As a treatment option doctors may advise dietary changes in the individuals who are at the risk of diverticulitis or who are suffering from diverticulitis. You can discuss with your doctor diet to be taken. Doctor may ask you to avoid or lower the consumption of following foods
FODMAPs (fermentable oligosaccharides, disaccharides, monosaccharides, and polyols) should be avoided or consumed in less quantity in patients with IBD (irritable bowel syndrome). FODMAPs includes:
- Fruits – apples, plums etc
- Dairy foods – milk, yogurt, and ice cream
- Vegetable – beans, cabbage, onions and garlic
High – fiber diet
People with diverticulitis are asked to avoid high – fiber diet as it adds bulk to intestine, resulting in bowel movement. Avoiding bowel movement helps ease abdominal pain and gives rest. High fiber foods whose consumption should be limited or restricted are:
- Beans and legumes
- Whole grains
Foods to Prevent Diverticulitis
Western diet – As this diet is rich in fat and sugar and low in fiber, it can help prevent diverticulitis and or reduce its symptoms:
- Red meat
- Full – fat milk products
- Fried foods
Other foods to be avoided are nuts, popcorn
Diet in Acute Diverticulitis:
In acute diverticulitis your doctor may recommend low fiber diet or clear liquid diet to rest the intestine until pain and inflammation is subsided.
A clear liquid diet which is given for a brief period may include water, ice pops with fruit puree, electrolyte drinks, gelatin etc. Solid diet will start with low fiber diet of white rice, white bread, dry cereals, cooked spinach, vegetables and fruits.
Can stress cause diverticulitis flare up:
Abdominal pain and spams can cause emotional stress which results in spams and can also be responsible for the formation of pouches.
Diverticulitis Treatment Guidelines
Acute Diverticulitis – patients are given clear liquid diet and then gradually moved to low fiber diet to avoid bowel movement and hence pain. The patient may be given antibiotics, analgesics and electrolyte fluids. Last but not the least patients are advised to take plenty of rest. Doctors may recommend high fiber diet to prevent future attacks.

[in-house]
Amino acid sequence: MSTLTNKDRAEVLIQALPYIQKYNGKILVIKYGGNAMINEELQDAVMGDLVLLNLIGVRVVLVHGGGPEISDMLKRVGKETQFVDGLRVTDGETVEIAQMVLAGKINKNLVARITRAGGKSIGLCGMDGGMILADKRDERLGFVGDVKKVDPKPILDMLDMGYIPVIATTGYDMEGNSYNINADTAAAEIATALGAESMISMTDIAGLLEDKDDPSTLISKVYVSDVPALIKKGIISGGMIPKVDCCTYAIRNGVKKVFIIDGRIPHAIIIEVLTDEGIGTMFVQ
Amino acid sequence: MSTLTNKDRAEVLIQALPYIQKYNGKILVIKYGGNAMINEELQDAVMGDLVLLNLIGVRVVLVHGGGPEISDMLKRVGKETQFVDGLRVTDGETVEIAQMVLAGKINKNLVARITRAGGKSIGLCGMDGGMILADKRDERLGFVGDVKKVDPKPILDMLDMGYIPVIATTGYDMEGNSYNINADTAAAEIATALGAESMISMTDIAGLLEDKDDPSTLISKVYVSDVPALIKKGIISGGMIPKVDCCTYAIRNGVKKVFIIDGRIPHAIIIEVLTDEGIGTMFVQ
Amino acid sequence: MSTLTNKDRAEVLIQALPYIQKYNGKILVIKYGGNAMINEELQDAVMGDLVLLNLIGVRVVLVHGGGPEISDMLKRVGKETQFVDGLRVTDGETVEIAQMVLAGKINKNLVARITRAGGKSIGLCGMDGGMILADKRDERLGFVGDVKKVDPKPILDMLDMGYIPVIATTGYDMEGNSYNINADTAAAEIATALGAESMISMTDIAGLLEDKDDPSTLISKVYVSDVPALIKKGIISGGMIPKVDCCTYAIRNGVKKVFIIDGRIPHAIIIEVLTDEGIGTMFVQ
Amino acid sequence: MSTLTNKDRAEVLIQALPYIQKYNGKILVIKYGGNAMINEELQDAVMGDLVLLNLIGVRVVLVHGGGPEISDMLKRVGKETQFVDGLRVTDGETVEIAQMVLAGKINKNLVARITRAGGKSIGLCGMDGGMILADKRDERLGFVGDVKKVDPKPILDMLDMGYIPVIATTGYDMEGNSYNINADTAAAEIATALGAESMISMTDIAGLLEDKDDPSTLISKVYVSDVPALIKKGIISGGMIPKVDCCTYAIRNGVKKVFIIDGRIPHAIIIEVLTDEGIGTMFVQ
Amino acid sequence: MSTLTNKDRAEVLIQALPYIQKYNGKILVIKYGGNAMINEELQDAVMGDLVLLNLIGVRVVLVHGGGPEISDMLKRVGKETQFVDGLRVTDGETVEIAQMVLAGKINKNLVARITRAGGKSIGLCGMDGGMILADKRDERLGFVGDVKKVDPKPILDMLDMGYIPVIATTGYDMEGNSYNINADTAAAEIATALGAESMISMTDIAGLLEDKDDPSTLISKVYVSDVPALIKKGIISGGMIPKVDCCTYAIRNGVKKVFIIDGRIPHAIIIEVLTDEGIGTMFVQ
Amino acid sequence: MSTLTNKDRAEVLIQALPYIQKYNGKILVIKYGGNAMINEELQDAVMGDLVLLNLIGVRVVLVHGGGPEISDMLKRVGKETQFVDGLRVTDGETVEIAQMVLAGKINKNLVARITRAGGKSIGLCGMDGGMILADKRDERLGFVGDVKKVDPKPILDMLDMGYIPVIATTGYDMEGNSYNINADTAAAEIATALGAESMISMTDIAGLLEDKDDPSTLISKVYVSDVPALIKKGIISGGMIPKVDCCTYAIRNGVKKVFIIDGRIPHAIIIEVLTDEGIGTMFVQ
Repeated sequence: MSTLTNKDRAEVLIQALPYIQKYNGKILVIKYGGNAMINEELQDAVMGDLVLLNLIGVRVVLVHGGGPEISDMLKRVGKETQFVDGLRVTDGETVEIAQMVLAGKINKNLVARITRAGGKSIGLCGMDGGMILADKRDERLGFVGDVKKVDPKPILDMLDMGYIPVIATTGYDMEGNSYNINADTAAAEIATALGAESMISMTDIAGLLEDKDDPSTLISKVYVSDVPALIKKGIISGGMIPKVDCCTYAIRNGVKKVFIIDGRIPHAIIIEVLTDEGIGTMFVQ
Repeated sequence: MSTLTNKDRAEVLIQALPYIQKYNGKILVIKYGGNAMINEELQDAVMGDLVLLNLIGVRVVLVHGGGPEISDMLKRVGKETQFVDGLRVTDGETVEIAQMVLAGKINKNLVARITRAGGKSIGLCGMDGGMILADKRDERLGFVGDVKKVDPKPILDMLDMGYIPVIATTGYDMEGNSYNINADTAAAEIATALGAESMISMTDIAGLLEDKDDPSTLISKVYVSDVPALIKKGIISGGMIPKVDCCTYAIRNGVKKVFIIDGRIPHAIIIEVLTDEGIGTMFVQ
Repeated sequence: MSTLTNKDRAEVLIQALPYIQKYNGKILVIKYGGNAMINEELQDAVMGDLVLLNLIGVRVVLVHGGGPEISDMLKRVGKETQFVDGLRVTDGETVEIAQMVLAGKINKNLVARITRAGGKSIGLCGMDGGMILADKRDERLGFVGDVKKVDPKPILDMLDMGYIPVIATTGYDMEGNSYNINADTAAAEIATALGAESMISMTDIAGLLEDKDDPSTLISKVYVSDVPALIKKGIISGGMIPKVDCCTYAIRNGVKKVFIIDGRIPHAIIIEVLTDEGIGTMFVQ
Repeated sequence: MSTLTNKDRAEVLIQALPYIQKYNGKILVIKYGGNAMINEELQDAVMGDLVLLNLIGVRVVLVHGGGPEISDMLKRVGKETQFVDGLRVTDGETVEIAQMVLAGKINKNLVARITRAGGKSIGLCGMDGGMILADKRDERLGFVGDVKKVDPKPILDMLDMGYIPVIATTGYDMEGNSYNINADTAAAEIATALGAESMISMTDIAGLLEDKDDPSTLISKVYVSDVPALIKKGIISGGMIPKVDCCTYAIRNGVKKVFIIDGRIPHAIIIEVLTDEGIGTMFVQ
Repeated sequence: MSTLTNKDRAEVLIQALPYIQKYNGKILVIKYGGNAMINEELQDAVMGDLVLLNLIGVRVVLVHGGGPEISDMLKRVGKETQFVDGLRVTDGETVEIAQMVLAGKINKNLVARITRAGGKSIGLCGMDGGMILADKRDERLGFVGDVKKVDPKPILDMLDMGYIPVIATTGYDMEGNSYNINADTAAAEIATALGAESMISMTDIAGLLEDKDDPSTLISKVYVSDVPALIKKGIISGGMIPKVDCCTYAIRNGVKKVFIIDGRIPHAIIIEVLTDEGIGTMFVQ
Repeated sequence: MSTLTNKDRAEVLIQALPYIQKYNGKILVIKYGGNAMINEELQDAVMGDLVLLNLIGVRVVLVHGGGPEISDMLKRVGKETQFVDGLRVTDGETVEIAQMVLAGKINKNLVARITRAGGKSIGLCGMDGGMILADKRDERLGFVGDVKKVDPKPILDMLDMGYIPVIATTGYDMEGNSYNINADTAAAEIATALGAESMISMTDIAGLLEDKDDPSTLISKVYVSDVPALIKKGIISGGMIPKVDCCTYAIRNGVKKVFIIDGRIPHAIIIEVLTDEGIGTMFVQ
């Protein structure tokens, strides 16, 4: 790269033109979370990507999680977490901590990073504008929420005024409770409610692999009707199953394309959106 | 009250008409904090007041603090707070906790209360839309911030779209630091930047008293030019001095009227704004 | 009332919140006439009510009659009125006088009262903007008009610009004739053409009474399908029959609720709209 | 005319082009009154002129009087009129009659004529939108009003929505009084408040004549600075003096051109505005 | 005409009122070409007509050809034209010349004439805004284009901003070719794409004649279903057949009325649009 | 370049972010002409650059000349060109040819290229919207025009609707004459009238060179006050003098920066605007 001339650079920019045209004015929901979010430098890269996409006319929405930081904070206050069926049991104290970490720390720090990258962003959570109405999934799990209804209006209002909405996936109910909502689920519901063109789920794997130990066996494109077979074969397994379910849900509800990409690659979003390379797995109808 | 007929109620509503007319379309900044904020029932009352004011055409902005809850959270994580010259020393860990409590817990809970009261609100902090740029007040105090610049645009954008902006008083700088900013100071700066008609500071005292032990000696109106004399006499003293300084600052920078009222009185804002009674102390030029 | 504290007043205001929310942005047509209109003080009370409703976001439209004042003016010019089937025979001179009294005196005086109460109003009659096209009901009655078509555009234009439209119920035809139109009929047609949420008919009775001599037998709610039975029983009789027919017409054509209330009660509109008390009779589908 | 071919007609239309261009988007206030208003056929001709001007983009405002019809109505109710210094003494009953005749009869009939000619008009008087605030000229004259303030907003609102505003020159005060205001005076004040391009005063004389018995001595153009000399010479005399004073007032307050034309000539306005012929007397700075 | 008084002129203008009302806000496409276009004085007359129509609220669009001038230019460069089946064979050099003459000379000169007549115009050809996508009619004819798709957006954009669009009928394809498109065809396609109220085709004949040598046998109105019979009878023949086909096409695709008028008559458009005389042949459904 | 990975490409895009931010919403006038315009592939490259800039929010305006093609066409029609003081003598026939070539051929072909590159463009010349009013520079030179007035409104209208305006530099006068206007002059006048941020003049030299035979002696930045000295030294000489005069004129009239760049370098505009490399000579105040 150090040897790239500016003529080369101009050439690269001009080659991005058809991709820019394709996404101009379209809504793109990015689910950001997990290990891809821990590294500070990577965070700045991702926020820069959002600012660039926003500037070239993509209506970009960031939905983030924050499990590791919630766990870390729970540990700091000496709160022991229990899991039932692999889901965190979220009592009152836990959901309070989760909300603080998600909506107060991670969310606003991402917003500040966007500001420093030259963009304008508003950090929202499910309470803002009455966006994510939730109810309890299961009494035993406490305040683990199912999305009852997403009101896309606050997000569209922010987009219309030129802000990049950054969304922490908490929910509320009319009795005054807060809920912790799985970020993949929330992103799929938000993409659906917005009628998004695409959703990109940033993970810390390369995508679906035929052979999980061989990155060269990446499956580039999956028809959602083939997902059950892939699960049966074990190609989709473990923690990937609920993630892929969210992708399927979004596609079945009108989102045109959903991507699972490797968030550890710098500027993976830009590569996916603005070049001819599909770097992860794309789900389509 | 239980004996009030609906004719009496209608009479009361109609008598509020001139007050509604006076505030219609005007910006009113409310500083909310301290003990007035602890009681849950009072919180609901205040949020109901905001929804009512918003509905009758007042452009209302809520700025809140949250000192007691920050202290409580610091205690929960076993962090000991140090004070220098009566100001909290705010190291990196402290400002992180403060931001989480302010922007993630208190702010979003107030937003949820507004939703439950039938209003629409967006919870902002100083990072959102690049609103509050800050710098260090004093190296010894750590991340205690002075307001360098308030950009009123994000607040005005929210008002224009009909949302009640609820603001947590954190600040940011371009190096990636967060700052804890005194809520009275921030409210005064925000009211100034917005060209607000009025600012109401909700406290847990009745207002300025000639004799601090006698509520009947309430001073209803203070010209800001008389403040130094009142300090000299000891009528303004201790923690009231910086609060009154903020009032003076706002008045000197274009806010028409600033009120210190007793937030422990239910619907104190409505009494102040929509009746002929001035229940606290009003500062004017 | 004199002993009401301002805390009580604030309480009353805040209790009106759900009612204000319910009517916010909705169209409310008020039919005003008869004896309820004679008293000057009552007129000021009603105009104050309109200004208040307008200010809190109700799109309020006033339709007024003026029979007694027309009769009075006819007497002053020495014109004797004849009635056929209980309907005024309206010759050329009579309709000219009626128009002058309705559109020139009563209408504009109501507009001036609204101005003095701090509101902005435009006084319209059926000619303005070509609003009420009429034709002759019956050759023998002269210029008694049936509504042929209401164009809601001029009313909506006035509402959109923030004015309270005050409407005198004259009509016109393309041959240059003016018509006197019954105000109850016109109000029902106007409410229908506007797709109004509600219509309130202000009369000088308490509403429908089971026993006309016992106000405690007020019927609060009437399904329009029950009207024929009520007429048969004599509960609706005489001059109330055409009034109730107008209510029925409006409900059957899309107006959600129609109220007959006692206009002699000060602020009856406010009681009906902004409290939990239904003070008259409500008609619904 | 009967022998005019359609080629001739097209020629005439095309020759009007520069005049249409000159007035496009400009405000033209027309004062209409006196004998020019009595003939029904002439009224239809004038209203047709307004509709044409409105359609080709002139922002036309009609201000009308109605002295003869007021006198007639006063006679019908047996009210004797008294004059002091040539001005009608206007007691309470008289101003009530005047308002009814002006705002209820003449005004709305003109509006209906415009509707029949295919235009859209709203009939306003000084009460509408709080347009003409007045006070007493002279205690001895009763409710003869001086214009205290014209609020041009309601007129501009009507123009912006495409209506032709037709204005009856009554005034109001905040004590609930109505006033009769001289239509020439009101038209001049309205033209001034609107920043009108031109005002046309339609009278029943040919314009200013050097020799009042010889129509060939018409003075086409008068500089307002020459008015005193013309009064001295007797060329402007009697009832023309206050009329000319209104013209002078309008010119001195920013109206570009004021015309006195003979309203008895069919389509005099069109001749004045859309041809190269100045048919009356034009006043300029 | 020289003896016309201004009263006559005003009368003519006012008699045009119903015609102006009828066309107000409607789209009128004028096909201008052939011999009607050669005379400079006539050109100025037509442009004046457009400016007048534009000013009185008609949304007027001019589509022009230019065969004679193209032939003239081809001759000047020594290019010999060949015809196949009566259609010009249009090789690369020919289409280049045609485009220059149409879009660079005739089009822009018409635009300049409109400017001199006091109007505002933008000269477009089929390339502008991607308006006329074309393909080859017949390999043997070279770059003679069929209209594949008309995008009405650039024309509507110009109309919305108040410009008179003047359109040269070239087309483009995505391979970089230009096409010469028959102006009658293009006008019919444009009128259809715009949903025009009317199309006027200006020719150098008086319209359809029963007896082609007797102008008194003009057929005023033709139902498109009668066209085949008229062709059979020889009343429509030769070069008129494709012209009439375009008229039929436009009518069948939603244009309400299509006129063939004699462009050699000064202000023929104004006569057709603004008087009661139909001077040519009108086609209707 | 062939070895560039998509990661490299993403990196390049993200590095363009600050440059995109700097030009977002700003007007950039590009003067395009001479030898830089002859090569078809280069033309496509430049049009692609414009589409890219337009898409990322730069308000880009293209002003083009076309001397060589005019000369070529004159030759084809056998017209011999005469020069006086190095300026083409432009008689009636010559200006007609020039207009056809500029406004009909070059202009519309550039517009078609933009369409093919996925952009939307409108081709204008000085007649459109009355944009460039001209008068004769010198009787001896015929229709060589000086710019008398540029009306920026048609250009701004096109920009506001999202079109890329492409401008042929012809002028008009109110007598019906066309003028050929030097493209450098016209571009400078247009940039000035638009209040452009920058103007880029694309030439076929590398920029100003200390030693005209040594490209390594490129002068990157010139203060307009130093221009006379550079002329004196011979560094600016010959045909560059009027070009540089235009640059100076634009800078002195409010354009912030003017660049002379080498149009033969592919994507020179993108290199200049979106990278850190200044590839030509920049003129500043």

Chronic Diverticulitis – Initial treatment is the same for both acute and chronic diverticulitis, antibiotics and pain killers are prescribed.
If pain is severe and patient is unable to drink, then it is advisable for hospital stay. The doctors may give IV antibiotics, intravenous fluids and nutrition.
If the patient is vomiting, then stomach contents are emptied by sucking with nasogastric tube.
Diverticulitis can be treated with immediate medical attention. Patients should follow doctor’s prescription and continue treatment as advised. Treatment should not be stopped abruptly. Doctor may advise for colonoscopy or barium enema X – ray to check for other problems such as inflammatory bowel disease (IBD) or colon cancer.
There are 6 in 100 people who need surgery for diverticulitis. In complicated diverticulitis there can be abscess formation, perforation or bowel obstruction, in such cases it is advisable to remove the affected part of intestine by surgery. Surgery is also performed in cases of peritonitis, sepsis, severe bleeding, and repeated attacks of diverticulitis
The non – surgical treatment option is to drain the abscess with the help of a needle. A CT scan guides the doctor to the abscess.
Diverticulitis treatment without antibiotics:
There are various randomized controlled trials which advocate non – antibiotic treatment of diverticulitis. One such study is published in British Journal of Surgery which states uncomplicated diverticulitis can be treated without antibiotics. Dr. Norton Greenberger, a gastroenterologist and professor of medicine at Harvard Medical School states antibiotics to be advised only if patient suffers from pain, fever, elevated white blood cell count, and an abnormal physical exam.